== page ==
"Now, more than ever, the LGBTQ community needs to hold our local elected officials accountable to ensure that our city uses its $9.6-plus billion budget to keep our community housed," Basinger said. "Our community needs rent subsidies today. Locally, we can use our voices and our vote to demand that San Francisco gets back to its roots of a safe and welcoming sanctuary for LGBTQ people, and people from all walks of life. It is more important than ever to fight displacement, eviction and homelessness – the costs of getting displaced back to Trump-land is too high a price for far too many of us to pay."

As the City Hall action got underway, both Basinger and Friedenbach said that the mayor was trying to pit City College and low-income people in need of housing against each other. They also said that they would not accept the "divide and conquer" mentality and that there was enough funds in the city budget for all.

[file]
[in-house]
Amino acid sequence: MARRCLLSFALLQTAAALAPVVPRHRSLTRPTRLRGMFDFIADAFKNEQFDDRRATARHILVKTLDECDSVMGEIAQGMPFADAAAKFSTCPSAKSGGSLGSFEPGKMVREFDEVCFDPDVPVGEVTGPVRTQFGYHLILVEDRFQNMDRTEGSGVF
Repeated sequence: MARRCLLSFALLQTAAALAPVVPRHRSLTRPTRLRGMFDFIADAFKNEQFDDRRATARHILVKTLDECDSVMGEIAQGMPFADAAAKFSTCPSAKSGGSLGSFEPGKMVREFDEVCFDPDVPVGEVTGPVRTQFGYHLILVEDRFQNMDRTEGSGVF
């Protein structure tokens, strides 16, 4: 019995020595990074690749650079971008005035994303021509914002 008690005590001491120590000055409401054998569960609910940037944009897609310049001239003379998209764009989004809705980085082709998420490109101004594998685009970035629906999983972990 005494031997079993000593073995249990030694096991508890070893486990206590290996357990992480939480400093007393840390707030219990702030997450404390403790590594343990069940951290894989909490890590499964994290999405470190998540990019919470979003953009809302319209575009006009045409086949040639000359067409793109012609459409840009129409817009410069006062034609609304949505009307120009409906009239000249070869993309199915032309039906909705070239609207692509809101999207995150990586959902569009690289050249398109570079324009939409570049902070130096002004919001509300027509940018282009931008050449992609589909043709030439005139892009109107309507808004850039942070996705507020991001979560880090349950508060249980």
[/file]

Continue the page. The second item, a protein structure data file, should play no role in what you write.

The protesters, accompanied by Basinger and Friedenbach, made their way to supervisors' offices.

District 3 Supervisor Aaron Peskin was not in his office, but staffer Sunny Angulo talked to the protesters.

Patricia Hayashi, 62, who has cancer, spoke for the crowd. She said that she could not begin her chemo treatments until she had housing.

"I'm living on the streets out of a storage unit," Hayashi said. "I only have two years to live. I don't want to die on the streets."

Angulo listened to Hayashi.

"We are not going to defund City College," Angulo said. "We are not going to pit students against the homeless. We are committed to restoring those funds."